1918: In Baltimore‚ Babe Ruth’s father dies following a fight with his brother-in-law outside his saloon. The funeral will be on the 28th and Babe will miss two Red Sox games.
1952: Minor-league phenom Ron Necciai fans only one as he receives credit for his only major league win‚ 4-3 over the Boston Braves. On May 13 of this year, pitching in the Class D Appalachian League for the Bristol Twins against the Welch Miners, he had struck out 27 men while tossing a no-hitter. One man had been retired on a groundout, but a passed ball on a strikeout permitted Necciai to record four strikeouts in an inning. For more, see: http://www.milb.com/news/article.jsp?ymd=20060819&content_id=120279&fext=.jsp&vkey=news_milb
1983: Making his only career appearance behind the plate‚ Oriole infielder Lenn Sakata catches the 10th inning against the Blue Jays and hits a three-run homer as the O’s win‚ 7-4. Toronto had gone ahead 4-3 in the top of the inning when Tippy Martinez relieved Tim Stoddard with a run in in, a man on, and no outs. Picking off the inherited runner, Martinez walked his first batter …. and picked him off, then allowed a single to Willie Upshaw and picked HIM off.
1952: In a 1-0 win over the Yankees in Yankee Stadium‚ Virgil Trucks of the Detroit Tigers pitches his second no-hitter of the season, giving him his fifth win of the season. He will finish with a won-lost mark of 5-19.
1965: Archibald Wright “Moonlight” Graham dies in Chisholm‚ MN. Graham played in one big-league game‚ for the 1905 Giants‚ and did not get to bat. His character in W.P. Kinsella’s Shoeless Joe (renamed Field of Dreams in the cinematic version) made him a household name. For more, see: http://sabr.org/bioproj/person/a054b3d6
1985: Dwight Gooden wins his 14th consecutive game and his 20th of the season, 9-3 over San Diego. He will finish the season 24-4. At the age of 20 years‚ 9 months, Gooden is the youngest pitcher ever to win 20 games. Bob Feller was a month older when he first won 20 in 1939.
1929: Abraham G. Mills‚ NL president 1883-84‚ author of the National Agreement and original reserve rule that governed baseball’s early years‚ dies at 84. He had also been chairman of the Mills Commission that, at Albart Spalding’s behest, in 1908 anointed Abner Doubleday as the inventor of baseball. Mills joined a dozen veterans of the National League’s inaugural campaign at the fiftieth anniversary banquet at the Hotel Astor on February 2, 1926. The machinations involving the Special Commission, Abner Doubleday, and Cooperstown were very distant indeed, so Mills may well have been surprised when he was asked a question that evening about what evidence he had for Cooperstown as baseball’s birthplace. “None at all,” he answered.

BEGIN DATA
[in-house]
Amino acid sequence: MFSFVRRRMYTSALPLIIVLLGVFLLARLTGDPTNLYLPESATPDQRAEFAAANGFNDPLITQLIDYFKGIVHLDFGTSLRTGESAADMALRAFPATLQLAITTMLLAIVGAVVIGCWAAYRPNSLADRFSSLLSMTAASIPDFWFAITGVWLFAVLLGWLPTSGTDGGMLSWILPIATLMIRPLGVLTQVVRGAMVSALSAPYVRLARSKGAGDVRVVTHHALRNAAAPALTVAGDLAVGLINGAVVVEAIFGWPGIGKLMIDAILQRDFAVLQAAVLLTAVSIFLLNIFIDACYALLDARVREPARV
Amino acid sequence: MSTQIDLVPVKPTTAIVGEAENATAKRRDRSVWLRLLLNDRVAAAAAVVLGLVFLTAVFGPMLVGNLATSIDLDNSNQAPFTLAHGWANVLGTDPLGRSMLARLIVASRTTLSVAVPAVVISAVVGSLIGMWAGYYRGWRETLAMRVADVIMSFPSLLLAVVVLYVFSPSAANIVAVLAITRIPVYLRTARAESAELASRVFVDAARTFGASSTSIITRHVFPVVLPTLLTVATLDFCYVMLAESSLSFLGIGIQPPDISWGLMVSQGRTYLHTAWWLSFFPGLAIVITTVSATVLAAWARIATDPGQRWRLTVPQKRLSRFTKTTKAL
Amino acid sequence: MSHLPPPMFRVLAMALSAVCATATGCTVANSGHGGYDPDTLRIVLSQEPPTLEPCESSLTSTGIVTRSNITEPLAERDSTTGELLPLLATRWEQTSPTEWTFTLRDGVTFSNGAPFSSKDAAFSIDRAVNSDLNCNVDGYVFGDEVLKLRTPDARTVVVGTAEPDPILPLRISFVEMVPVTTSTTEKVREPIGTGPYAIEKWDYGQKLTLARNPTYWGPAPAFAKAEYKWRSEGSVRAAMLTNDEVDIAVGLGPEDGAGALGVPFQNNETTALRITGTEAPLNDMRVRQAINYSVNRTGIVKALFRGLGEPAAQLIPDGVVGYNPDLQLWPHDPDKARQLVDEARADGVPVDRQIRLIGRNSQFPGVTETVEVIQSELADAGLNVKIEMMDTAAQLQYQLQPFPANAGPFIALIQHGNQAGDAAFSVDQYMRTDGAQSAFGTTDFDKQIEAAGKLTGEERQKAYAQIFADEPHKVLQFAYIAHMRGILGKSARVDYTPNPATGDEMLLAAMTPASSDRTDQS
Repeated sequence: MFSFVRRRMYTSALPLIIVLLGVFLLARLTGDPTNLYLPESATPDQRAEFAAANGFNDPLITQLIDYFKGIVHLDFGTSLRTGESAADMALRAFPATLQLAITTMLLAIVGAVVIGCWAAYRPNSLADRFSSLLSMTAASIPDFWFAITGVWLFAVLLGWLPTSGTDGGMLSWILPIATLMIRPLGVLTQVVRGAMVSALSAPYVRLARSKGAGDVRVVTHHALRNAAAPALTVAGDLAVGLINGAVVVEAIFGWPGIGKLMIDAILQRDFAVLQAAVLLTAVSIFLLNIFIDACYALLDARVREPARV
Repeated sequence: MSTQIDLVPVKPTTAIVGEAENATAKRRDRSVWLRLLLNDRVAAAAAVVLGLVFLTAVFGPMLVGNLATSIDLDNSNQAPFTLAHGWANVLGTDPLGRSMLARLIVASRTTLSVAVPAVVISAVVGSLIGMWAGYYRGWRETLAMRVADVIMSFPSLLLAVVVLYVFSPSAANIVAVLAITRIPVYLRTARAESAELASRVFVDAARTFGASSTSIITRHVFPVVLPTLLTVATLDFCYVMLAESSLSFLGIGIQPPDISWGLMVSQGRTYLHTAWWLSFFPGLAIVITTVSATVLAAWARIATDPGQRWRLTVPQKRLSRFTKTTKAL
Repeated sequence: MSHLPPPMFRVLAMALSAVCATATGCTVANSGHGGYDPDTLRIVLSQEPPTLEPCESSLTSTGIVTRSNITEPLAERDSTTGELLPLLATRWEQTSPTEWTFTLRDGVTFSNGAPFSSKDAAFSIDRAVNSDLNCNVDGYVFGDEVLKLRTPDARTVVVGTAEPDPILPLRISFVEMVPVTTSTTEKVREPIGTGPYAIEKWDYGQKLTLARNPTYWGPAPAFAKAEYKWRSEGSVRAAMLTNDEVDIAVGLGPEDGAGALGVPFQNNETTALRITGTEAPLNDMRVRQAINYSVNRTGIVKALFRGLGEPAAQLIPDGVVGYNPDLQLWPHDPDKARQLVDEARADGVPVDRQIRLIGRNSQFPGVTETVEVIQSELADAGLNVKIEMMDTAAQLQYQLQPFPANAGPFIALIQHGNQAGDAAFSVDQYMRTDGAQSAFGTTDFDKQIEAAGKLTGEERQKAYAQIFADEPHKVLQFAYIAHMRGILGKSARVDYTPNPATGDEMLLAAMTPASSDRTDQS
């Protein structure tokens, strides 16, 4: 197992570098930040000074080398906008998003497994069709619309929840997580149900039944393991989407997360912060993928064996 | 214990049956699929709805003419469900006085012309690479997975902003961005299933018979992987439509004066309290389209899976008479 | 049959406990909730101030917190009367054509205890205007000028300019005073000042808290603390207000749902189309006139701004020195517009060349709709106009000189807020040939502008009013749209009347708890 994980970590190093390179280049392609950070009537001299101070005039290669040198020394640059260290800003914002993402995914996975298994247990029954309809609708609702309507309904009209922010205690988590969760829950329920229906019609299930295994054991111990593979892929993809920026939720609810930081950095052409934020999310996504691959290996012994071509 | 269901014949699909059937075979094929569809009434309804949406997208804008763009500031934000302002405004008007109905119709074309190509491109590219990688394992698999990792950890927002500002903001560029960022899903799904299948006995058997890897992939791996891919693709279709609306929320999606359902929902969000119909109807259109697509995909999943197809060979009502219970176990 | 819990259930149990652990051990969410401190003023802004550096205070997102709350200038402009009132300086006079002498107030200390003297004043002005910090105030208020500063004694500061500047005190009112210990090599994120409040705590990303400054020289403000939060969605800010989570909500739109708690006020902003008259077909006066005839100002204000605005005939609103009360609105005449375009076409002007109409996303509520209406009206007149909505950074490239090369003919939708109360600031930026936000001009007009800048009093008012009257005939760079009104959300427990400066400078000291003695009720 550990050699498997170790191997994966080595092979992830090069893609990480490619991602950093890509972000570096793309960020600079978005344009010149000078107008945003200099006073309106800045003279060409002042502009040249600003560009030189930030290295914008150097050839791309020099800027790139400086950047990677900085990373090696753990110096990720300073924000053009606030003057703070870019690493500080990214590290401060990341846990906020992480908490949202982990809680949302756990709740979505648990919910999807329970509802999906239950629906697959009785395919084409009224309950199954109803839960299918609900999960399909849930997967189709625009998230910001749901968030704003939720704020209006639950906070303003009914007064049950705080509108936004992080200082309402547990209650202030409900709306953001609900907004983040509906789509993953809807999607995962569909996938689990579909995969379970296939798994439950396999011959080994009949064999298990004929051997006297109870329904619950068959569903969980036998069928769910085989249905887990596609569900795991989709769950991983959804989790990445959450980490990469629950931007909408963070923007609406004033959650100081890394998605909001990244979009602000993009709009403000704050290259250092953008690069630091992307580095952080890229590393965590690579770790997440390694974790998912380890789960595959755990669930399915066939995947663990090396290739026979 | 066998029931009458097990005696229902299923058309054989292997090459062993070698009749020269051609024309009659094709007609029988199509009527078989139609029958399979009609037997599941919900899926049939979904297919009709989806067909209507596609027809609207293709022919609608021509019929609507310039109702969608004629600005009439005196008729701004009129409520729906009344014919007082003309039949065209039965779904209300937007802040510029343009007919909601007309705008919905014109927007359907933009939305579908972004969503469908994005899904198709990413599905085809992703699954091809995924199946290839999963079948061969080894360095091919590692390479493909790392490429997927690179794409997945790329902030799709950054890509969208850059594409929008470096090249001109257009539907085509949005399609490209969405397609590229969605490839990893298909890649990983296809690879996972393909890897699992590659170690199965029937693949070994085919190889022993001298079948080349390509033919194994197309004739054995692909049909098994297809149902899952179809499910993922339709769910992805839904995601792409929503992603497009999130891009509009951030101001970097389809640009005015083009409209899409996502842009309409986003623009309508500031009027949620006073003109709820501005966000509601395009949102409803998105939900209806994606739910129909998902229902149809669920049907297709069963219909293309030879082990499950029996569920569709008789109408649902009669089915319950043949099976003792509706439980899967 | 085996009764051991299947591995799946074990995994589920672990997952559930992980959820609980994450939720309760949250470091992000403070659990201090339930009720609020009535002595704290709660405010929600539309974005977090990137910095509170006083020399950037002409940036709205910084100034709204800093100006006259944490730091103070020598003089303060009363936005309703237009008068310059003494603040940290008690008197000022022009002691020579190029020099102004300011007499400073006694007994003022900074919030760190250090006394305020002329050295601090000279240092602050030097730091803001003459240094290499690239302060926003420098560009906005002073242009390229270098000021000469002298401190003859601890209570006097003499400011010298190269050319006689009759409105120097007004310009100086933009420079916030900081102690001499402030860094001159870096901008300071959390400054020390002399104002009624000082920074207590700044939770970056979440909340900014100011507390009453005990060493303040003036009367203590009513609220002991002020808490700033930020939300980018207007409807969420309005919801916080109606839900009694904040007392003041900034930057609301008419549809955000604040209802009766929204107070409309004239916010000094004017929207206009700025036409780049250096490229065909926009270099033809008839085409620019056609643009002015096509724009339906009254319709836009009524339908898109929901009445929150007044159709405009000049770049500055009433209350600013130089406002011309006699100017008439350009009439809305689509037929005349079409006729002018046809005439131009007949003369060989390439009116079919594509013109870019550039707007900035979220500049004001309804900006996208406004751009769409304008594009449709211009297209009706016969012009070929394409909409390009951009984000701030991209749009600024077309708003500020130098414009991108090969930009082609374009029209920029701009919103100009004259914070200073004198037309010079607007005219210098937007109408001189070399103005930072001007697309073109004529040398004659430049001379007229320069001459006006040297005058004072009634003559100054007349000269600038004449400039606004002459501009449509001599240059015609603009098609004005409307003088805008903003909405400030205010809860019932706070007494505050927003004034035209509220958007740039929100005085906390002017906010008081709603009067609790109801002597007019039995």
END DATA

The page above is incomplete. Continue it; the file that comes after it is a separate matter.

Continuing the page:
1939: The first telecast of a big league game occurs at Ebbets Field as the Cincinnati Reds play the Dodgers in a doubleheader. Red Barber broadcasts the game over W2XBS‚ the “2” referring to the number of sets able to view the game: one is in the press box‚ while the other‚ at the RCA Pavilion in Rockefeller Center‚ attracts a crowd.
1947: Signed by the Dodgers, former Memphis Red Sox Negro Leaguer Dan Bankhead becomes MLB’s first African-American pitcher. The Pirates rock Bankhead for 10 hits and 8 runs in 3-1/3 relief innings‚ but Bankhead homers in his first at bat.
1912: In response to demands for an alternative way to rate pitchers besides wins and losses‚ the National League will once again officially record Earned Run Average, as it had in the 1870s. The AL will not make ERA part of their official statistics until 1913. The natural corrective to the deficient won-lost percentage, the earned run average preceded it in the 1860s, gave way to it in the 1880s, and then returned. For more, see: http://ourgame.mlblogs.com/2012/03/08/stats-and-history-part-2/
1918: After today’s doubleheader split with the Braves in Cincinnati‚ Christy Mathewson resigns as Reds manager to accept a commission as a captain in the chemical warfare branch of the Army.
1992: The Mets trade pitcher David Cone to Toronto in exchange for Jeff Kent and Ryan Thompson. Cone will miss leading the league in strikeouts by one as John Smoltz registers a K on the final day of the season. If not for the trade, Cone would have been the first NL pitcher in 50 years to lead in strikeouts for three consecutive years.